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To Have Pet or Not

For generations, people have said that "every boy should have a dog." This bit of folk wisdom has particular significance today when we know much more about the importance of human-companion animal love and the benefits a pet brings to a child, adult or elderly person.

A dog, cat, horse or hamster, for example, is a source of 24-hour-a-day love. The benefits from this unconditional, 24-hour-a-day love. The benefits from this steady flow of affection can be surprisingly far-reaching for the children. You should be certain however, that your child is the one wanting the puppy rather than you wanting a puppy for your child.

In a sense, a pet can mitigate the hectic pace of your household. Studies have found that an animal can be a consistent, cohesive force uniting children and parents and encouraging communications. This is particularly true today when the average young family is under greater economic and social pressure causing more stress than in past generations.

Pets certainly play a special part is a child's development. Because the animals are usually obedient and unconditional in their affection, they can build children's self esteem and make them feel wanted and needed. Pets also teach children empathy -- the ability to understand how another living thing thinks and feels. You often see children bandaging an animal pretending it has been hurt -- and actually performing a "dress rehearsal" for later life experiences. When children dress their pets in clothes and pretend that Johnny is the daddy, Susie the mommy and Fido the child, they are acting out their parenting or protective instincts and enjoying important creative play. An animal that accompanies a child in play also can serve as an icebreaker that can open the way for its young master to meet other people and make new friends.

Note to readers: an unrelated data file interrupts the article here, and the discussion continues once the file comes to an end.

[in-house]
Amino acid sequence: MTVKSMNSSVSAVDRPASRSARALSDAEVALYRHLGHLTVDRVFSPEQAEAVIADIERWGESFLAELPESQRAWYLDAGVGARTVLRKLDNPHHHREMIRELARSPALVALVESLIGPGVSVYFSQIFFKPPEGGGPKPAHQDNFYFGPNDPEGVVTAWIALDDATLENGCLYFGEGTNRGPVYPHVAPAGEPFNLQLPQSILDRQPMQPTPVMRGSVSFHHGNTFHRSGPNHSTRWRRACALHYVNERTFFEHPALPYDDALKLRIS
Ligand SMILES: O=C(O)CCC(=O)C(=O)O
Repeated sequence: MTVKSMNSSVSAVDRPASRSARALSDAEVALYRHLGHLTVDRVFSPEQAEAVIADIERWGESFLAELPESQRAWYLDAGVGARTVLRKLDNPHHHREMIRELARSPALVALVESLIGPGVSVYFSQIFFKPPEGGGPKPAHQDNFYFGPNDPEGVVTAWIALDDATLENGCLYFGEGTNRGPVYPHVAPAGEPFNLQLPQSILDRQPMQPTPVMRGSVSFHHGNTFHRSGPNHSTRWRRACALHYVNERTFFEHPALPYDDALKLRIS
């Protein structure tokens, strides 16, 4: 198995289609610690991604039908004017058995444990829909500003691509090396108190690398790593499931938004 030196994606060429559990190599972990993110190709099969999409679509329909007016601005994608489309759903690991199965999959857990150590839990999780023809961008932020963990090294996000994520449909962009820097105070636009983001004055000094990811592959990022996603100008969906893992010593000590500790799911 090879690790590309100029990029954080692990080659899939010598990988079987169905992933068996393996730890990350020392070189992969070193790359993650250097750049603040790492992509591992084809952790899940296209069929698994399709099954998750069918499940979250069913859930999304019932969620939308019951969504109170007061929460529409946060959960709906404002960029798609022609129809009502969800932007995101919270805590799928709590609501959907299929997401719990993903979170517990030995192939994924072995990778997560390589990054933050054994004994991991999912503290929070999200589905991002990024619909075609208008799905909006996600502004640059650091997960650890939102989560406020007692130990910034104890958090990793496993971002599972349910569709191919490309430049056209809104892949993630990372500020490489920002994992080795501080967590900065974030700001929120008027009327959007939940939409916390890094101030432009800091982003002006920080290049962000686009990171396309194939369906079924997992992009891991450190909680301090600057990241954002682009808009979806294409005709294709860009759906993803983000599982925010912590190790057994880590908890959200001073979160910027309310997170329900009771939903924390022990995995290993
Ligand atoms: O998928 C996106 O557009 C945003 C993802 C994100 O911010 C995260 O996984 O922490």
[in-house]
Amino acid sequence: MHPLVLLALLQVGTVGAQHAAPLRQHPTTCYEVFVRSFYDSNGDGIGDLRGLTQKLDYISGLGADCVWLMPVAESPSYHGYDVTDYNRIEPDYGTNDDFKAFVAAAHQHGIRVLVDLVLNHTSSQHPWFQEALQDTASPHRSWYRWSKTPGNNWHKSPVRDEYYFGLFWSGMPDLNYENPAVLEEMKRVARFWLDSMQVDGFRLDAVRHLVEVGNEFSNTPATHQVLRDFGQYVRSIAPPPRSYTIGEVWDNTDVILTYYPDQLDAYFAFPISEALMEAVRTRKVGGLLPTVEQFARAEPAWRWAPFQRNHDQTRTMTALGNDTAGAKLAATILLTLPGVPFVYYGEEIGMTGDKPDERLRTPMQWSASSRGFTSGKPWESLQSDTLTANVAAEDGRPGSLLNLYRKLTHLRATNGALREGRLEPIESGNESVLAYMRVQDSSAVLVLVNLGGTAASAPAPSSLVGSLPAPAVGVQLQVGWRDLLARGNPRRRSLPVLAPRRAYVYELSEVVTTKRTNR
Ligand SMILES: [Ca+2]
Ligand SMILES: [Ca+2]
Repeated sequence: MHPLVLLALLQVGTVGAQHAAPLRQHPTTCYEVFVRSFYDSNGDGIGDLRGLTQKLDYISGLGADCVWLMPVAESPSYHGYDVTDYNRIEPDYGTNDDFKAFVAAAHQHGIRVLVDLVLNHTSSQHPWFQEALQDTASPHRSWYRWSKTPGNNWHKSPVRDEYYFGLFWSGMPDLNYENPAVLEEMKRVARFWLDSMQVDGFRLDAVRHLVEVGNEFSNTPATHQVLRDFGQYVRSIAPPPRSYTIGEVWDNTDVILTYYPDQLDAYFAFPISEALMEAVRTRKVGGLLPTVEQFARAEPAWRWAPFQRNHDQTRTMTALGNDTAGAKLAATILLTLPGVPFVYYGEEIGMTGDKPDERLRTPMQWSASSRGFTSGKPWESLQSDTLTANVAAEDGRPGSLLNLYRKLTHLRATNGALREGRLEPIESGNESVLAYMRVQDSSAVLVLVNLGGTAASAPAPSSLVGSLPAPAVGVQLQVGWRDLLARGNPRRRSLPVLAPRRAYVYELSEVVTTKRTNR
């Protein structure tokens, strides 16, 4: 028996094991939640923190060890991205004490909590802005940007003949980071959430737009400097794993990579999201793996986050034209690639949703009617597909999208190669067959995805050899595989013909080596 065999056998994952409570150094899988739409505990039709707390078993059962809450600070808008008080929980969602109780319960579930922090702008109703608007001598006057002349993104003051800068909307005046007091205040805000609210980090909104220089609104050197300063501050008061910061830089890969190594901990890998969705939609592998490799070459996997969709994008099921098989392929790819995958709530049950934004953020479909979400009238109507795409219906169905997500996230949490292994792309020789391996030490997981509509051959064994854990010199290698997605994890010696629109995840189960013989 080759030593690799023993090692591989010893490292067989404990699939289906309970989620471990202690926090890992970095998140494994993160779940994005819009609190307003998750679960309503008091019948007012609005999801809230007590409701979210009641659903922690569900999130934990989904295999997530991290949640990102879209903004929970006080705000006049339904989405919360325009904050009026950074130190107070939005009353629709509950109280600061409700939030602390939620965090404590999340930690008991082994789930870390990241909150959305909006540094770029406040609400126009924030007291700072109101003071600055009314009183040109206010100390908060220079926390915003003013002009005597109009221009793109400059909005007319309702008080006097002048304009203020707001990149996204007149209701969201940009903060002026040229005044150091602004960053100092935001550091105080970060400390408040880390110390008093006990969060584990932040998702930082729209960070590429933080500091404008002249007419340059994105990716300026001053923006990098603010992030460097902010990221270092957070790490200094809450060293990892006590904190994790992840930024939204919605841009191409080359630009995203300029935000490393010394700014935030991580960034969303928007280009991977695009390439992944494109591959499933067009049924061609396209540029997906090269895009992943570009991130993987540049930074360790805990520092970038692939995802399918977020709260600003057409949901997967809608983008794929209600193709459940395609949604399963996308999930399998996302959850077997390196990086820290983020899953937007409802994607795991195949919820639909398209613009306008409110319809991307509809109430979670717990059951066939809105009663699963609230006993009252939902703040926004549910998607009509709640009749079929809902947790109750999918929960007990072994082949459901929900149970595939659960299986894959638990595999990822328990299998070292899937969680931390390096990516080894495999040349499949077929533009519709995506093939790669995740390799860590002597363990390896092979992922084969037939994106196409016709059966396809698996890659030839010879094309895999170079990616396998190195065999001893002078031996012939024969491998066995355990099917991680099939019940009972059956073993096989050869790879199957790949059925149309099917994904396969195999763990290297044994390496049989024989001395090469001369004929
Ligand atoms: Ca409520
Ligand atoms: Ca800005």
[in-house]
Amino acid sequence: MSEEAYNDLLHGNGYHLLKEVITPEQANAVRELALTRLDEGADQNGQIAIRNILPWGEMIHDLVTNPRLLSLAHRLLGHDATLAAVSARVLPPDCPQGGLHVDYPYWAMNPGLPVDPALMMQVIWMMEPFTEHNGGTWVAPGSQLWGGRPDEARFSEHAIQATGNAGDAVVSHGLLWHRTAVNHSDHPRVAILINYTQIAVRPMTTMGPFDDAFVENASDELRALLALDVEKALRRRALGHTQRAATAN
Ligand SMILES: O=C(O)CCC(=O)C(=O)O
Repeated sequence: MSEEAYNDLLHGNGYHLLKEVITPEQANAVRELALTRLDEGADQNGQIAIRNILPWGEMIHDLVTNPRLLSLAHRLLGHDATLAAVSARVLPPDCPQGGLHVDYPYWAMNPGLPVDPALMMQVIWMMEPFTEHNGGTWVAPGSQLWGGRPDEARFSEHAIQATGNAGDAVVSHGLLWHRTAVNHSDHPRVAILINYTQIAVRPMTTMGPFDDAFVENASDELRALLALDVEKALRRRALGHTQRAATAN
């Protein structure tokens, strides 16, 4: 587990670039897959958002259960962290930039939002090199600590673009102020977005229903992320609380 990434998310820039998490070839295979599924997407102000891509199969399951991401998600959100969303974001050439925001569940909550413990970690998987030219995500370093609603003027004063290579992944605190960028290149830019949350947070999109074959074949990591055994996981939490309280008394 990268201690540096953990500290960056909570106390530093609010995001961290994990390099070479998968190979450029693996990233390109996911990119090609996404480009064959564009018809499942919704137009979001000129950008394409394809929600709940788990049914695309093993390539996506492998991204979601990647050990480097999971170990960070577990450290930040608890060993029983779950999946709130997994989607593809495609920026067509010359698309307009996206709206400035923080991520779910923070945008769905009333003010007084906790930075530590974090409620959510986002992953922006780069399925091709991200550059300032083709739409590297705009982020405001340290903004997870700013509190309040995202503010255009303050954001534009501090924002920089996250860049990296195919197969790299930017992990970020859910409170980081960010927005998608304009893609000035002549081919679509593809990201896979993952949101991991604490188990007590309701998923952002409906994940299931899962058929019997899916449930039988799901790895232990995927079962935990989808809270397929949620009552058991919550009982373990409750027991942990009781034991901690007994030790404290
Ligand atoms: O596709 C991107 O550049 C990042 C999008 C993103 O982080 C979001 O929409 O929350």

It is even healthy for children to be exposed to the death of a pet. From the age of seven, a child is capable of understanding death and needs to see it as a concrete event -- to see that the pet no longer moves or breathes. This loss of a pet can prepare children for the possible later loss of an important person in their lives.

In homes where both parents are career oriented, the child may face an empty house after school. An animal can be the most significant, constant social contact offering companionship and love after a hard day at school. Pets also teach responsibility, making children feel they are contributing something valuable to the running of a household.

In short, the pet your child wants may be the most important gift you can give your children. The bond that grows between children and pets can help any child weather some rough times and develop the character that will make them a better friend, husband, wife, mother and father when an adult.

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